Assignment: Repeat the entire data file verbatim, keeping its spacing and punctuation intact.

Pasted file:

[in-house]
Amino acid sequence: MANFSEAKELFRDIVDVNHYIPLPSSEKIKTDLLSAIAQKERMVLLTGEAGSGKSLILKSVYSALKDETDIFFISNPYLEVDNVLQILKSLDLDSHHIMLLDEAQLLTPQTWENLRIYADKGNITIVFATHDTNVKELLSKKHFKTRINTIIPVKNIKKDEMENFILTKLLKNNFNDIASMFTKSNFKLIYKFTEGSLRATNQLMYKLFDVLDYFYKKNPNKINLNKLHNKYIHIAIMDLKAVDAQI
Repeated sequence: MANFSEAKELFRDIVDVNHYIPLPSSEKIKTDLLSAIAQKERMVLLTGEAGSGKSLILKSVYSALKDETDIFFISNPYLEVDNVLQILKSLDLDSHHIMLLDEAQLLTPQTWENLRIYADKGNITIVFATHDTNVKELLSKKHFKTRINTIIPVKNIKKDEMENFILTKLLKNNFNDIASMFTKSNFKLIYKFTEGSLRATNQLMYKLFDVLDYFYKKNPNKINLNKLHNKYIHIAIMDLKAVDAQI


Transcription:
[in-house]
Amino acid sequence: MANFSEAKELFRDIVDVNHYIPLPSSEKIKTDLLSAIAQKERMVLLTGEAGSGKSLILKSVYSALKDETDIFFISNPYLEVDNVLQILKSLDLDSHHIMLLDEAQLLTPQTWENLRIYADKGNITIVFATHDTNVKELLSKKHFKTRINTIIPVKNIKKDEMENFILTKLLKNNFNDIASMFTKSNFKLIYKFTEGSLRATNQLMYKLFDVLDYFYKKNPNKINLNKLHNKYIHIAIMDLKAVDAQI
Repeated sequence: MANFSEAKELFRDIVDVNHYIPLPSSEKIKTDLLSAIAQKERMVLLTGEAGSGKSLILKSVYSALKDETDIFFISNPYLEVDNVLQILKSLDLDSHHIMLLDEAQLLTPQTWENLRIYADKGNITIVFATHDTNVKELLSKKHFKTRINTIIPVKNIKKDEMENFILTKLLKNNFNDIASMFTKSNFKLIYKFTEGSLRATNQLMYKLFDVLDYFYKKNPNKINLNKLHNKYIHIAIMDLKAVDAQI